Wise Business Plans Helping Family Businesses--and Families-- Stay Strong in 2014

As the economy continues to recover from the recent slowdown, entrepreneurs are looking to friends and family members for an easier and faster financing option than approaching venture capitalists and outside investors. But, all too often, new business owners treat family funding like a casual loan -- and that can be a huge mistake.

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Treat family and friends with the same care as any other potential investor.

Treat family and friends with the same care as any other potential investor.

Careful planning doesn't just show that you've done your due diligence -- it's a sign of respect.

(PRWEB) January 15, 2014

"Starting or expanding a business can require vast amounts of money, and while banks have ways to recoup their losses, friends and family almost always do not," said Joseph Ferriolo, director of Wise Business Plans (http://www.wisebusinessplans.com), which provides individualized, custom-designed business plans for startups and expanding businesses. "If you're asking a loved one to step into a business relationship with you, it's even more important to treat their funds with all the care you can, and that means having a game plan and approaching your potential investors in a professional manner."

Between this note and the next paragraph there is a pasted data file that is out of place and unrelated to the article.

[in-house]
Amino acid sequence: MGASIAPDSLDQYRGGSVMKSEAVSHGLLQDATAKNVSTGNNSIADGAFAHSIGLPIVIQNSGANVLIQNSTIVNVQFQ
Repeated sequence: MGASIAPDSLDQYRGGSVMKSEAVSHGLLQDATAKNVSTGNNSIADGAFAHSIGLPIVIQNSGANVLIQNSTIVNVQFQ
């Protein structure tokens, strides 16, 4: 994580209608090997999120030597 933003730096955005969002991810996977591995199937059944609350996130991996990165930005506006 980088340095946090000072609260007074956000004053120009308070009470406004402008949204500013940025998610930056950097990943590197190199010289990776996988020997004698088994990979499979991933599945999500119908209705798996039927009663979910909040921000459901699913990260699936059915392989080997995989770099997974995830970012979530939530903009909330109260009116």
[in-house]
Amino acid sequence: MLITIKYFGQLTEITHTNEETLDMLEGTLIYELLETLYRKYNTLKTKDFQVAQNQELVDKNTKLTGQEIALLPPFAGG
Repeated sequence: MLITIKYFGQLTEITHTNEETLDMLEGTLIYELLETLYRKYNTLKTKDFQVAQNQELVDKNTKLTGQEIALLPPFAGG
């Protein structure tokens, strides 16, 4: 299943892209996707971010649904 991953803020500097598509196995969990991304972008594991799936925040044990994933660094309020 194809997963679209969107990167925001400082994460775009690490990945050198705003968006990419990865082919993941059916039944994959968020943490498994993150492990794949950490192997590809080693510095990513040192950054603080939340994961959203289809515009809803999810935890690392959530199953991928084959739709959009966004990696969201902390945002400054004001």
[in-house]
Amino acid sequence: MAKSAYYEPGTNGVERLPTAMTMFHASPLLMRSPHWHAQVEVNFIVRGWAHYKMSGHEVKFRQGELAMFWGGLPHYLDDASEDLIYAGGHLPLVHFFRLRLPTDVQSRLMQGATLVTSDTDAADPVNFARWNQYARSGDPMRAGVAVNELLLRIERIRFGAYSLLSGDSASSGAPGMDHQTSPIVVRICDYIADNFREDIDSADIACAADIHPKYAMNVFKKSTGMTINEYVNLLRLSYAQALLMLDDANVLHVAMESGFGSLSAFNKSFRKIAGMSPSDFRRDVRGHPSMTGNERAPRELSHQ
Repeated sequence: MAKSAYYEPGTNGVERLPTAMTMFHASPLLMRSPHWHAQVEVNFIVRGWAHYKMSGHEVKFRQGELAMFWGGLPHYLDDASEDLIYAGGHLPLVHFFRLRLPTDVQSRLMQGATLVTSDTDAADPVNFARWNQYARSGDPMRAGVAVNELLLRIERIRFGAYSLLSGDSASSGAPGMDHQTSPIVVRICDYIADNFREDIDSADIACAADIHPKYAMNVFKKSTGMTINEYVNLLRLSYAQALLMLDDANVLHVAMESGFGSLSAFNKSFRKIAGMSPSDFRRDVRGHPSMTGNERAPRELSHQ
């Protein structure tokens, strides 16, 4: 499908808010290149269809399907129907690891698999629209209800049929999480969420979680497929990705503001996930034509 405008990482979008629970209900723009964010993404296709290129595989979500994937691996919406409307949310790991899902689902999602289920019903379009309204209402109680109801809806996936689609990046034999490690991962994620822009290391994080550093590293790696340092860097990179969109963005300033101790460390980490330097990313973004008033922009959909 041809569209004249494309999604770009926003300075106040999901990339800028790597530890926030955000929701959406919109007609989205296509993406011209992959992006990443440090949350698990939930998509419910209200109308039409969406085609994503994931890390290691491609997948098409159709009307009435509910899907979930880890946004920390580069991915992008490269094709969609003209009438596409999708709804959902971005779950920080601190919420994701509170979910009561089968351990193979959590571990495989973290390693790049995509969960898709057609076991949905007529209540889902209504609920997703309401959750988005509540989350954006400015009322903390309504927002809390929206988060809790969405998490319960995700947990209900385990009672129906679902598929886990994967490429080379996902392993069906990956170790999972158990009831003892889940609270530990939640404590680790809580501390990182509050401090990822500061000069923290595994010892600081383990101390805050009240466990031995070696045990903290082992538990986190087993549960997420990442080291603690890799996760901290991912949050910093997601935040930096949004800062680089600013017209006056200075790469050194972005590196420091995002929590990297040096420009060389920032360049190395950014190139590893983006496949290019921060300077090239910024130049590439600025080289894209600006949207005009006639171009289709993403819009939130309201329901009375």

That requires having a fully realized business plan and being up-front about financials, he said.

"Too often, we ask people we're close with to step forward and take a leap of faith without opening up and sharing information in return. Don't ask a family member to risk hard-earned money without being completely honest not only about the financial possibilities for your business venture, but also about the market you plan to jump into."

Having a professionally written business plan can help loved ones feel more secure and allow them to understand the strengths and the risks of your company concept, Ferriolo said.

"These are the people you've chosen to make a life with. Now you're inviting them into your business," he said. "Careful planning doesn't just show that you've done your due diligence -- it's a sign of respect."


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